DRINK

One of the many pleasurable jobs on my resume is a position of mixologist. In between two management positions, I stepped into the world of bar-tending,  to further market my 1st business venture. I was employed at a martini bar, as the first female bar-tender (and the first employee to don colorful wigs each shift!) It was in that exquisite martini bar that I further enhanced my palate, only this time for tasty beverages. I would develop recipes for the menu, a few of which were the bubble gum martini and the  Reese’s peanut butter martini-which was made with real Reese’s peanut butter.  One of my creations even made it onto a daytime television talk show, but of course the owner took all the credit for that drink-even though he only tasted each of my concoctions, during the experimental stage.

In addition to my martini and adult beverage creation, I am also a wine enthusiast. I’m not a wine snob anymore, thanks to travelling in  Gorges du Verdon (or Grand canyon du Verdon), in south-eastern France (Alpes-de-Haute-Provence). While we were heading out of the French Riviera down the  rim, we came across a little market and stopped for wine, cheese, bread and fruits. As we shopped my friend spotted a $2.99 bottle of red wine. At first glance we both dismissed it, but decided to buy one, in addition to the more costly bottles of red wine ($14.99) we had previously chosen. There were 7 of us, each of us chose a bottle of wine, all were over $14.99; except for the one bottle of $2.99 wine. After we drove off, down the canyon headed towards Castle Nans-les-Pins, we had a picnic. At that point we were too far away from the market, when we finally realized that the best wine of all was the $2.99 bottle. Each and every one of us wanted to drive back, to purchase a few cases to ship home. If it weren’t for the horrendous storm that befell us, we probably would have.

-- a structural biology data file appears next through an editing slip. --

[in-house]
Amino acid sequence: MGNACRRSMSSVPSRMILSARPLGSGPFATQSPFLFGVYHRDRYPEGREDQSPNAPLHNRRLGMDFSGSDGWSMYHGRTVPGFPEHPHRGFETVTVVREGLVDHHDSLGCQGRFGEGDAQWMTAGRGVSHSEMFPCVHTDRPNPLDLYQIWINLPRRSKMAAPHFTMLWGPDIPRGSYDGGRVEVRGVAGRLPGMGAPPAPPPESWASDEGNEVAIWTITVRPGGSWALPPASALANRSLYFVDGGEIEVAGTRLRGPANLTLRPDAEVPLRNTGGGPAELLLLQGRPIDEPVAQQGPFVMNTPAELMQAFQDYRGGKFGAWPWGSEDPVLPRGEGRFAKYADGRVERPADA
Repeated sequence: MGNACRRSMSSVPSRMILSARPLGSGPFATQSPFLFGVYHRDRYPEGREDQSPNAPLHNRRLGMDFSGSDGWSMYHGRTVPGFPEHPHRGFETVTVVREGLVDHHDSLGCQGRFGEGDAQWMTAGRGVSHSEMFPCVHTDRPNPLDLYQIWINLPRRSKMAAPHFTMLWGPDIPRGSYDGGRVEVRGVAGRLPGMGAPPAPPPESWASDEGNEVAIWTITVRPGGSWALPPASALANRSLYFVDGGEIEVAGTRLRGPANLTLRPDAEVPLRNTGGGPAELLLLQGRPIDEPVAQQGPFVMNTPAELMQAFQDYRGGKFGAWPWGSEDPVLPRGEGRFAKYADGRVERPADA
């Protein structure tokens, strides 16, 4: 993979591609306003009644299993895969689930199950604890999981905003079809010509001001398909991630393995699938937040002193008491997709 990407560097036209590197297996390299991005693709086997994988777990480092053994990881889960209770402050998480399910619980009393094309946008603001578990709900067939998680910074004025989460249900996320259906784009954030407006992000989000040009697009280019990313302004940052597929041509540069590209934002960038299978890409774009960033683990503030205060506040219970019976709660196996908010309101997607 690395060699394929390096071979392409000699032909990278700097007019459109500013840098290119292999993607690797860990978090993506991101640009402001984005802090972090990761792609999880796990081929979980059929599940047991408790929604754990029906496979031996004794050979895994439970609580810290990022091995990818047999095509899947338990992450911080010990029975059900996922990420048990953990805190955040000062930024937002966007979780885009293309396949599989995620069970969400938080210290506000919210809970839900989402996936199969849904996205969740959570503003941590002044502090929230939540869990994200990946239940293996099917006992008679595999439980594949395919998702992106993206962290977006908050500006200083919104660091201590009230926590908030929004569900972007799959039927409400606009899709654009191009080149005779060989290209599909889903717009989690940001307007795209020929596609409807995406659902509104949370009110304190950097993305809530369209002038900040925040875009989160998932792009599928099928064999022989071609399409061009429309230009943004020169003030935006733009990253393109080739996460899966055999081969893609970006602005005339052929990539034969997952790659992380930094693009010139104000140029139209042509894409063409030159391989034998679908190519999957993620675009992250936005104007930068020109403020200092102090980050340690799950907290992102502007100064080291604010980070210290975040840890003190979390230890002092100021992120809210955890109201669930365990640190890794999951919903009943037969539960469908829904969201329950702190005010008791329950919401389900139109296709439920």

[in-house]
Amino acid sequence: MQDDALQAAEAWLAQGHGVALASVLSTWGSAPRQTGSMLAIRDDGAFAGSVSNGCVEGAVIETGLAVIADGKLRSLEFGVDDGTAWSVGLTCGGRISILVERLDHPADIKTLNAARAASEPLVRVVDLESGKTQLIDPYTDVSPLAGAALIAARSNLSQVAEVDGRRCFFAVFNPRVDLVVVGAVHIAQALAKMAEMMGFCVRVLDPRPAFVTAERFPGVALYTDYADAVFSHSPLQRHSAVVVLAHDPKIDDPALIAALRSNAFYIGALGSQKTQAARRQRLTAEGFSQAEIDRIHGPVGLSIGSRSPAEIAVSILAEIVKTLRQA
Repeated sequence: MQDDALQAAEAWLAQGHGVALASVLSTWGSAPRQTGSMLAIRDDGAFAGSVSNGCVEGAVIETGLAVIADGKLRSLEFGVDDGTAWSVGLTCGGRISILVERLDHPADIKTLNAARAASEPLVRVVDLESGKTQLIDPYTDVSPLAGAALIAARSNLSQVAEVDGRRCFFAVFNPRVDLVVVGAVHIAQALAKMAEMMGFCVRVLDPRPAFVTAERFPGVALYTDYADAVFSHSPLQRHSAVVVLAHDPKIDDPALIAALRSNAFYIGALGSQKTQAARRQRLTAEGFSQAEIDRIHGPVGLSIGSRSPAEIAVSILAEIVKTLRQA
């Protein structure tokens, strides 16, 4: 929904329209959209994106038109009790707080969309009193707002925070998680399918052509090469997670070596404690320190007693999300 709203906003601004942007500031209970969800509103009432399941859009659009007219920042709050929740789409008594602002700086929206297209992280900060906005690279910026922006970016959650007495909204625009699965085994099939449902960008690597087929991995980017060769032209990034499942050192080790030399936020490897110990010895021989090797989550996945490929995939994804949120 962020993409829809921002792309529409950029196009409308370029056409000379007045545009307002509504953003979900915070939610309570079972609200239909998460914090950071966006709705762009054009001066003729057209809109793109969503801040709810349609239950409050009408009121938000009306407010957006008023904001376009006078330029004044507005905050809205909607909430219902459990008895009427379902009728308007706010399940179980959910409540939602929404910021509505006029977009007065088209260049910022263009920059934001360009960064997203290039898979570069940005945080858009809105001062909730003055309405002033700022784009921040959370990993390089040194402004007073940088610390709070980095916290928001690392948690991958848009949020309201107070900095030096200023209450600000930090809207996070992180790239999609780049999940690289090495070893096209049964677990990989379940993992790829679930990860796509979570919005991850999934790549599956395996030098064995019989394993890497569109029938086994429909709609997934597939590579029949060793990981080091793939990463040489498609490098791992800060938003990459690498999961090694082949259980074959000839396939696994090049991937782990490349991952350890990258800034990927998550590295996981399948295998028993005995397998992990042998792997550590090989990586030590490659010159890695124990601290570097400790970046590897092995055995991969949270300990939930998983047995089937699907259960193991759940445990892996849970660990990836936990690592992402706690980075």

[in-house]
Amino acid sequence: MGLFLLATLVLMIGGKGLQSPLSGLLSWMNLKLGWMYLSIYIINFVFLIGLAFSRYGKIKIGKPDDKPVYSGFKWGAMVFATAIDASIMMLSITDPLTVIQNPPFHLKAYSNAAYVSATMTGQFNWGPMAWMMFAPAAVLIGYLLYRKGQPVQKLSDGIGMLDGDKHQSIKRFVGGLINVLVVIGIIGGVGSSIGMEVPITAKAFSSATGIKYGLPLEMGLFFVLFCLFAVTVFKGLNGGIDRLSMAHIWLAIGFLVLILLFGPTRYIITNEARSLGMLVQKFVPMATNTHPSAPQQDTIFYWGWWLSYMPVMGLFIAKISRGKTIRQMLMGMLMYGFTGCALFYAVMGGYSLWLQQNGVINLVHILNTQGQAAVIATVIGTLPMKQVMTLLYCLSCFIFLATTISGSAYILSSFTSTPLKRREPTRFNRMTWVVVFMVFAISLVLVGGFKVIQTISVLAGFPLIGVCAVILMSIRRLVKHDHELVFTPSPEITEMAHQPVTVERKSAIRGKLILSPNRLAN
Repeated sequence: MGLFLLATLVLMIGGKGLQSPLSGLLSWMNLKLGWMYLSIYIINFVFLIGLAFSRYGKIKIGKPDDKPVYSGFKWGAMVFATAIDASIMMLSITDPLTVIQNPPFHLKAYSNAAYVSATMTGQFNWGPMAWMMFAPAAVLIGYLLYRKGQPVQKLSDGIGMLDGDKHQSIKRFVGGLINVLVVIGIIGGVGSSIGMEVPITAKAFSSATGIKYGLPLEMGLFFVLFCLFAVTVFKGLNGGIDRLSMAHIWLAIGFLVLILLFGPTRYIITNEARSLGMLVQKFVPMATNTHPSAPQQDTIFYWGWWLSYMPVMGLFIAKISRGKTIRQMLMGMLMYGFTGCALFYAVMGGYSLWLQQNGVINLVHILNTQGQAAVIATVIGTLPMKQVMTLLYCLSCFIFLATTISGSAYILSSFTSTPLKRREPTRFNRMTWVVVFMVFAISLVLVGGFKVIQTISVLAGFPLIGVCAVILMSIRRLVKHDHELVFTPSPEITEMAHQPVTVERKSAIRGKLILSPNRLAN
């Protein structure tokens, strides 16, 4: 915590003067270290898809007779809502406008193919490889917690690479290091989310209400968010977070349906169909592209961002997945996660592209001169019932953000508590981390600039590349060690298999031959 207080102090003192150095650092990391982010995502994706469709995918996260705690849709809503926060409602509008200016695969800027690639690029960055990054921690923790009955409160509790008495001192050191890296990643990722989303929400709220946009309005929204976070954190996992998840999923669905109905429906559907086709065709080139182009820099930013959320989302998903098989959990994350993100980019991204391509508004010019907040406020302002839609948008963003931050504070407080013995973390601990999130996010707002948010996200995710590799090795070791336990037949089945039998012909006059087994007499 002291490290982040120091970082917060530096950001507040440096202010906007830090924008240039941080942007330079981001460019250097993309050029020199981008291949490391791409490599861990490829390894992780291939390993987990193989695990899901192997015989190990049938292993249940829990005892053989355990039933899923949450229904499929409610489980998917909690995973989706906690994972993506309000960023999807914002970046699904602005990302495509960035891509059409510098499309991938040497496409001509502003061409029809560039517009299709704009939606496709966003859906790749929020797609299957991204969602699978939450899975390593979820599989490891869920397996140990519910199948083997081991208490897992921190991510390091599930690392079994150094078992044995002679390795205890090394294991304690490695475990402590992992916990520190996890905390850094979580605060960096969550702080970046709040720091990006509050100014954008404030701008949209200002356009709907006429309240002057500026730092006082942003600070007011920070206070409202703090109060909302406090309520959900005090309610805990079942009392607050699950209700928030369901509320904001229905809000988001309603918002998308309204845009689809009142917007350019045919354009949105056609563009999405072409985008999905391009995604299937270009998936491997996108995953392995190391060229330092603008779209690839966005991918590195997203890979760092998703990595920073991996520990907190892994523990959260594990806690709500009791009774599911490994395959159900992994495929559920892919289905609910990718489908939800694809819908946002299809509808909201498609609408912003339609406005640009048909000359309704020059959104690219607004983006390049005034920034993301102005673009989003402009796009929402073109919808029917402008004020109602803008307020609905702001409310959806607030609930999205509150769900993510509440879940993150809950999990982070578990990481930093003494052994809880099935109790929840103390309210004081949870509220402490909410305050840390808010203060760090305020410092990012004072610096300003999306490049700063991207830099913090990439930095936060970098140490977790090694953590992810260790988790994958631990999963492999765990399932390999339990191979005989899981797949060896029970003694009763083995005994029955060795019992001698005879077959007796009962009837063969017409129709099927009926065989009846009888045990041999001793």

After many wine tastings and pairings I have learned that price and taste have nothing to do with each other. I have also learned which wine process causes my migraines, thanks to a Phoenician Sommelier. With that new-found knowledge, and while visiting the Sumner Peck Ranch Winery’s wine tasting salon in 2011, I asked for the age of the barrels their wines are fermented in. Neither the owner Carolan Peck (sweet lady) nor the wine maker who sat across from her knew it; but Carolan was eager to know why I was asking such a question. After my brief explanation on the effects of the barrels, which are not free of their tannin’s, on migraines, they were both enlightened. A few minutes after heading outside to the patio, to enjoy our picnic of fresh fruits, locally made cheeses and nuts; Carolan Peck came out with a box of four small bottles and explained that her 2011 Cana One Chardonnay is fermented in stainless steel barrels and asked me to give them a try. This was another very educational trip, and a tasty one to boot.